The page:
It’s not only beginning to look a lot like Christmas, but also sound a lot like Christmas. Holiday tunes are being played everywhere you turn. And whether you like the fun bouncy tunes that get you motivated to wrap gifts or bake goodies, the carols that connect to your spiritual side, or a combination of the two, we can all agree this music is an integral part of the magic we call the holiday season.
The tradition of singing carols has been around for centuries, so it’s no wonder that some tunes contain lyrics that leave us somewhat puzzled.
For instance, why are they even called “carols”? And what, exactly, is “figgy pudding” anyway?
These are just a few of the mysteries that deserve some attention.
The word carol actually means “dance or song of praise and joy”, and the first carols were sung centuries ago in Europe, during pagan rituals.
Carols were originally sung during all four seasons, but when Christians started celebrating the birth of Christ only the tradition of singing them at Christmas survived. Most Carols from this time were seen as entertaining rather than religious, and were sung in homes and in places like pubs.
They weren’t thought of as “proper” by the middle and upper classes until the mid-1800s, when a couple of guys went around and collected old Christmas music from villages in England and had them published. Partly due to their efforts, carol singing turned into the mainstream tradition that continues today.
“Good King Wenceslas” is one such carol that has been around for centuries and with intense research (Google), I discovered that King Wenceslas was actually a real person, but neither a king nor named Wenceslas.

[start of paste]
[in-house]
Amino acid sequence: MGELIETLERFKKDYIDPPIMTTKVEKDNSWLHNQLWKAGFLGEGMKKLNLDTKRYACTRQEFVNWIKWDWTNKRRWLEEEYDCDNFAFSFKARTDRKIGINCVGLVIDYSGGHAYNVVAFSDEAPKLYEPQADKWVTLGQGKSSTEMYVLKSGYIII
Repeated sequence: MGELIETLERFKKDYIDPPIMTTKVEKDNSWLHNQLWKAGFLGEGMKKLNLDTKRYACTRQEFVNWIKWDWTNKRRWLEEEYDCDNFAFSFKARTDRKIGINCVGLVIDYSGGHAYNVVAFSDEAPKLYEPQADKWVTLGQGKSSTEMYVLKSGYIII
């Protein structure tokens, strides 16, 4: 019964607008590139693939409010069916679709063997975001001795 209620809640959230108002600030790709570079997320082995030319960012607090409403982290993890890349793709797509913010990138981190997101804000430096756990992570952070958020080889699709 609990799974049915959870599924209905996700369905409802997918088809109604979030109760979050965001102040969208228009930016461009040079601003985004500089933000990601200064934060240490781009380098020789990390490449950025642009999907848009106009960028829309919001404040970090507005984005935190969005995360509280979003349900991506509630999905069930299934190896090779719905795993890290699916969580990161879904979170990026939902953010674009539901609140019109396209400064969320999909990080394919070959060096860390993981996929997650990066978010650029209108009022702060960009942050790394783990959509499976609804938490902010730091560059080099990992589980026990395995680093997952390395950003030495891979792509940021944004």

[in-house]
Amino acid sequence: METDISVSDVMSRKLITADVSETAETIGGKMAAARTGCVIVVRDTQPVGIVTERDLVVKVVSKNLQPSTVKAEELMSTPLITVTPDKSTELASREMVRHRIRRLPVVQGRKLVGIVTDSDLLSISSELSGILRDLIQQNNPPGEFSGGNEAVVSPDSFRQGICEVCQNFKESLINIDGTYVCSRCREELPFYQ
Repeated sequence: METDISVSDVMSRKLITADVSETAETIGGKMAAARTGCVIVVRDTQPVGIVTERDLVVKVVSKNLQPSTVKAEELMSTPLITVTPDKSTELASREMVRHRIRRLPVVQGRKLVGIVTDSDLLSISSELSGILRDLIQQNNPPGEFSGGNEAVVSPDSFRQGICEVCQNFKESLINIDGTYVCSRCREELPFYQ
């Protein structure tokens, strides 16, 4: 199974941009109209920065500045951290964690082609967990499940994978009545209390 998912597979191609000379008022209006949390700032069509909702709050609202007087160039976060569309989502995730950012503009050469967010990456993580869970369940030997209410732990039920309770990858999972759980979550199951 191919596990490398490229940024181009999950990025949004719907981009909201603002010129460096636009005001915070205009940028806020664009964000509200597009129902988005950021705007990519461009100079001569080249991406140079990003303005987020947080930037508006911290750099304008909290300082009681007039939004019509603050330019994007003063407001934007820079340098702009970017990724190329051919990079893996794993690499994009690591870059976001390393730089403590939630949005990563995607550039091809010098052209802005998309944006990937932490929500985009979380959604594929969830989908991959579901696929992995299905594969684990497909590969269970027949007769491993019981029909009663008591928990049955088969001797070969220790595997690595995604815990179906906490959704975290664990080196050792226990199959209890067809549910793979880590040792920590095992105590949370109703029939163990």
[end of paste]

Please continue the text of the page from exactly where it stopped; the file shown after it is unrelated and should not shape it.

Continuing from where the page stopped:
His name was Vaclav, and was the Duke of Bohemia in the 10th century. Vaclav would wander around his dukedom at night giving generously to the poor, which made him a very popular guy. After he was assassinated by his brother, he was declared a saint and posthumously made king by Otto the Great. At that point he was dubbed “Wenceslas”, which means “greater good.”
But the carol didn’t come into being for another 800 years, when an Englishman named John Mason Neal found an obscure Finnish tune and the story of an obscure Bohemian Saint and brought them together in harmonic bliss in what you might call the original Bohemian Rhapsody.
Around this same time, carolers would go out and about wishing their neighbors a Merry Christmas, and clamor for some figgy pudding.
Figgy pudding is not anything like fruit cake, does not contain figs, and bears no resemblance to the creamy custardy treat known as pudding in America.
It is, however, a holiday staple on the British holiday table and has origins dating back to medieval times. When carolers went out to wish the neighbors a Merry Christmas, they were also hoping to be rewarded with this delectable treat.
Another Christmas treat that we hear so much about in carols is chestnuts.
Hearing Nat King Cole croon, “chestnuts roasting on an open fire,” evokes an image of a Christmas tradition most of us have never actually experienced.
Chestnuts were synonymous with Christmas in the United States long before this carol was written. It was the most popular ingredient in American dishes throughout the 18th and 19th centuries, because the Eastern seaboard was covered in chestnut trees.
The nuts were about the size of an acorn and after roasting, the flavor took on an almost candied sweetness.
In 1904, a gardener noticed a chestnut tree suffering from a mysterious blight. The disease was traced back to an imported variety of Asian Chestnut, but by then it was too late. The blight spread, and within 40 years, nearly every American chestnut was gone.
Even though the tradition of roasting chestnuts may be a thing of the past, and you probably won’t have figgy pudding on your holiday table, you can count yourself a little wiser now knowing the meaning behind some of these lyrics of old.
So as you prepare for the holidays, just remember, have a Holly Jolly, Joy to the World, on this Silent Night, Merry Little, All I Want for Christmas is (You, or a Hippopotamus), Rudolph the Red Nose, and don’t get Run over by a Reindeer, Christmas.
Ding, Fries are Done!
Click link for recipe: Figgy Pudding Recipe
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